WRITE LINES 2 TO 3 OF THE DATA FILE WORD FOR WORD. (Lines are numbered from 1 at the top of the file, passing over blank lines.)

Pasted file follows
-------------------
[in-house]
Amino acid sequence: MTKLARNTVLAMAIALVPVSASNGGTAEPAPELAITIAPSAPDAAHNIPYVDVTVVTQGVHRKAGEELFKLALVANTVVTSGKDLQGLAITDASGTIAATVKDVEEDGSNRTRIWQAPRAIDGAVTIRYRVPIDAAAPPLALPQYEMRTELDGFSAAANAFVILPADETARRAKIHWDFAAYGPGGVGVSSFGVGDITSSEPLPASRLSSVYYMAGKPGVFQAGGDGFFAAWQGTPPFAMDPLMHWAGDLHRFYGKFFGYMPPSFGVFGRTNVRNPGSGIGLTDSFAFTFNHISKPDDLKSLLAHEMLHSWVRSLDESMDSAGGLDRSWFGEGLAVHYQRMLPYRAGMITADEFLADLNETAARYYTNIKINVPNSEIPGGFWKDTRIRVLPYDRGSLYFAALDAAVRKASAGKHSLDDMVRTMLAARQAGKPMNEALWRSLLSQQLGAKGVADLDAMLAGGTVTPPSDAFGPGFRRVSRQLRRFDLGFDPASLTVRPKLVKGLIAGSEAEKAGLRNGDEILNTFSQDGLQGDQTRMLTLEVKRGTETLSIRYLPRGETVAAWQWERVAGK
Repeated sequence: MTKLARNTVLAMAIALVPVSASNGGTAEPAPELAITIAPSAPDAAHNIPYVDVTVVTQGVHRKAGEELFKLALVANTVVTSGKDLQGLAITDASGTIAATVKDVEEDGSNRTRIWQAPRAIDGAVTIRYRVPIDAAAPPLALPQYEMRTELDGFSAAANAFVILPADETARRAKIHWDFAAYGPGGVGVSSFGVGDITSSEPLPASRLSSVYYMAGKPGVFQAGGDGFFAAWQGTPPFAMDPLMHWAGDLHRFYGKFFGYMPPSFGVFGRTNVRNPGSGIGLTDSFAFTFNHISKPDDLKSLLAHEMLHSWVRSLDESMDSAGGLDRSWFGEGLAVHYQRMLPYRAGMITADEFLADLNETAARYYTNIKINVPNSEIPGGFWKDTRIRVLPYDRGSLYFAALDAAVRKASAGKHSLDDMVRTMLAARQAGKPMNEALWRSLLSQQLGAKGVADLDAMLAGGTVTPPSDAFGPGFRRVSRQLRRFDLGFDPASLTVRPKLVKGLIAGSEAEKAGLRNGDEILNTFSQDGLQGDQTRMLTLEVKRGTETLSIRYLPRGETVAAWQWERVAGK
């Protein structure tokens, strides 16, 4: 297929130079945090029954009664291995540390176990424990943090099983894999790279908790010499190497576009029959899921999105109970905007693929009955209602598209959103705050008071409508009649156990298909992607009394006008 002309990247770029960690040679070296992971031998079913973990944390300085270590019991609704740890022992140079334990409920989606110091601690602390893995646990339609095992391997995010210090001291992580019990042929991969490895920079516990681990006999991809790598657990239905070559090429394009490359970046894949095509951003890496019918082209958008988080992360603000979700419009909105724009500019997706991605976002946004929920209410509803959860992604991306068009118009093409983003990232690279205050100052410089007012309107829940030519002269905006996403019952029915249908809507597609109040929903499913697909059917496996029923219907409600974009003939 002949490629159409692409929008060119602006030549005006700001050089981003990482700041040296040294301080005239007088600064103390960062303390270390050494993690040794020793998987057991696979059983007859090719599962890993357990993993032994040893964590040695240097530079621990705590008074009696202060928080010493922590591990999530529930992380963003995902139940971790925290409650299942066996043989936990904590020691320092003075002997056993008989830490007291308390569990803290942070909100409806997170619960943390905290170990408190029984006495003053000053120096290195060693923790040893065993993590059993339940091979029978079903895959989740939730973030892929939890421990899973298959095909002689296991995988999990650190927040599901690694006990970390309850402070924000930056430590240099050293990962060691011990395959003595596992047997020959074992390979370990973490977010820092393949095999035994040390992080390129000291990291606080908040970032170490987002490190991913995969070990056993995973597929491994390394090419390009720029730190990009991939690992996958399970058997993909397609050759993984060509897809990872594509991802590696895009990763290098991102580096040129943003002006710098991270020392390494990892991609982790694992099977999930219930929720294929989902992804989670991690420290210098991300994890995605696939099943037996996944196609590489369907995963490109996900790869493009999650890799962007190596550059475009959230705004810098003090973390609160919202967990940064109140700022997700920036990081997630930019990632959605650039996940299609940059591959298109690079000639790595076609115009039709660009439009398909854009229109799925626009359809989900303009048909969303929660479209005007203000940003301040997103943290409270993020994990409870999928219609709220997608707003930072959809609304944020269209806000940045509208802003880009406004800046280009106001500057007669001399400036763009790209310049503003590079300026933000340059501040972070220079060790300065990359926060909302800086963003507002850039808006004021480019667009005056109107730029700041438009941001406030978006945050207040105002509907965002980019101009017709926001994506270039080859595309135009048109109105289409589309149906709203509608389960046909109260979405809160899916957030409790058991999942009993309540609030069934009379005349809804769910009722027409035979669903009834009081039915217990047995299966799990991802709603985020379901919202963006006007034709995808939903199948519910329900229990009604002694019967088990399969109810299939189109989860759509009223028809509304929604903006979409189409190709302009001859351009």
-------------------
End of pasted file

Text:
Amino acid sequence: MTKLARNTVLAMAIALVPVSASNGGTAEPAPELAITIAPSAPDAAHNIPYVDVTVVTQGVHRKAGEELFKLALVANTVVTSGKDLQGLAITDASGTIAATVKDVEEDGSNRTRIWQAPRAIDGAVTIRYRVPIDAAAPPLALPQYEMRTELDGFSAAANAFVILPADETARRAKIHWDFAAYGPGGVGVSSFGVGDITSSEPLPASRLSSVYYMAGKPGVFQAGGDGFFAAWQGTPPFAMDPLMHWAGDLHRFYGKFFGYMPPSFGVFGRTNVRNPGSGIGLTDSFAFTFNHISKPDDLKSLLAHEMLHSWVRSLDESMDSAGGLDRSWFGEGLAVHYQRMLPYRAGMITADEFLADLNETAARYYTNIKINVPNSEIPGGFWKDTRIRVLPYDRGSLYFAALDAAVRKASAGKHSLDDMVRTMLAARQAGKPMNEALWRSLLSQQLGAKGVADLDAMLAGGTVTPPSDAFGPGFRRVSRQLRRFDLGFDPASLTVRPKLVKGLIAGSEAEKAGLRNGDEILNTFSQDGLQGDQTRMLTLEVKRGTETLSIRYLPRGETVAAWQWERVAGK
Repeated sequence: MTKLARNTVLAMAIALVPVSASNGGTAEPAPELAITIAPSAPDAAHNIPYVDVTVVTQGVHRKAGEELFKLALVANTVVTSGKDLQGLAITDASGTIAATVKDVEEDGSNRTRIWQAPRAIDGAVTIRYRVPIDAAAPPLALPQYEMRTELDGFSAAANAFVILPADETARRAKIHWDFAAYGPGGVGVSSFGVGDITSSEPLPASRLSSVYYMAGKPGVFQAGGDGFFAAWQGTPPFAMDPLMHWAGDLHRFYGKFFGYMPPSFGVFGRTNVRNPGSGIGLTDSFAFTFNHISKPDDLKSLLAHEMLHSWVRSLDESMDSAGGLDRSWFGEGLAVHYQRMLPYRAGMITADEFLADLNETAARYYTNIKINVPNSEIPGGFWKDTRIRVLPYDRGSLYFAALDAAVRKASAGKHSLDDMVRTMLAARQAGKPMNEALWRSLLSQQLGAKGVADLDAMLAGGTVTPPSDAFGPGFRRVSRQLRRFDLGFDPASLTVRPKLVKGLIAGSEAEKAGLRNGDEILNTFSQDGLQGDQTRMLTLEVKRGTETLSIRYLPRGETVAAWQWERVAGK